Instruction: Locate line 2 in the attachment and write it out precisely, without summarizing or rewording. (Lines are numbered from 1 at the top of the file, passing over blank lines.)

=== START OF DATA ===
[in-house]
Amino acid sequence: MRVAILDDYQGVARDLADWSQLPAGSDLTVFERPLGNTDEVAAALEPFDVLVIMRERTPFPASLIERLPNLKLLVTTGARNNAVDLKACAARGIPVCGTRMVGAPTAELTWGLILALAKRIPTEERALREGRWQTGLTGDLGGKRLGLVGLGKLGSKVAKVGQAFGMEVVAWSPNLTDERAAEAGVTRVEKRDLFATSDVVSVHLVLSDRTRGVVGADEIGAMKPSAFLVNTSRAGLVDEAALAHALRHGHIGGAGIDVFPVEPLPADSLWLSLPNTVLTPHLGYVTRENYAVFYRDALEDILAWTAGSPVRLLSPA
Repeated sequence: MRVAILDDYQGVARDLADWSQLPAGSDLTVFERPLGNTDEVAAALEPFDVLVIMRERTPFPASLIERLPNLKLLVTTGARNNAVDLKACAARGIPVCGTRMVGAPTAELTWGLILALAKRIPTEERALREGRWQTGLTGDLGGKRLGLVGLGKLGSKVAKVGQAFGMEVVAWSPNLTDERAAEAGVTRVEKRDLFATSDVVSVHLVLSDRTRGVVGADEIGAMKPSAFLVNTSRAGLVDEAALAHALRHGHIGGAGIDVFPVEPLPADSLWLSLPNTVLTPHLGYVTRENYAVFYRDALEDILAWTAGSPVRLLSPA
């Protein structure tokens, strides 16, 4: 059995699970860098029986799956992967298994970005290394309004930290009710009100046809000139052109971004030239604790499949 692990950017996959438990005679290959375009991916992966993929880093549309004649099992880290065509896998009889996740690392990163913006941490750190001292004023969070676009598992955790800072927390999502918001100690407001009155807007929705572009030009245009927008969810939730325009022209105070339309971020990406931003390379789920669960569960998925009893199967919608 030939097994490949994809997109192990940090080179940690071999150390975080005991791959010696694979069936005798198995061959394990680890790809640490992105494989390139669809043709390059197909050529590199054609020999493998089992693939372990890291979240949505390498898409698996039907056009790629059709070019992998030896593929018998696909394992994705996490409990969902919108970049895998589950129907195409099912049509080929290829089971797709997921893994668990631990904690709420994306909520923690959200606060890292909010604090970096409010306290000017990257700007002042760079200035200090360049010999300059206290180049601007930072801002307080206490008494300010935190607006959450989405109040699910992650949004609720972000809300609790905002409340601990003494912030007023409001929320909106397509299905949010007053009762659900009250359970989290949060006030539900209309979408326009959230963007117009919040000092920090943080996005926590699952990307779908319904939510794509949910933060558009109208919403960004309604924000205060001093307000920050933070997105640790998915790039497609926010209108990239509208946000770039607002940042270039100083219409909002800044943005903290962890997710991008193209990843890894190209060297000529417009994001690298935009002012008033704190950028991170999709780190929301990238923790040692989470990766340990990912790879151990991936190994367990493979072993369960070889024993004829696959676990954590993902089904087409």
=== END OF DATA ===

Amino acid sequence: MRVAILDDYQGVARDLADWSQLPAGSDLTVFERPLGNTDEVAAALEPFDVLVIMRERTPFPASLIERLPNLKLLVTTGARNNAVDLKACAARGIPVCGTRMVGAPTAELTWGLILALAKRIPTEERALREGRWQTGLTGDLGGKRLGLVGLGKLGSKVAKVGQAFGMEVVAWSPNLTDERAAEAGVTRVEKRDLFATSDVVSVHLVLSDRTRGVVGADEIGAMKPSAFLVNTSRAGLVDEAALAHALRHGHIGGAGIDVFPVEPLPADSLWLSLPNTVLTPHLGYVTRENYAVFYRDALEDILAWTAGSPVRLLSPA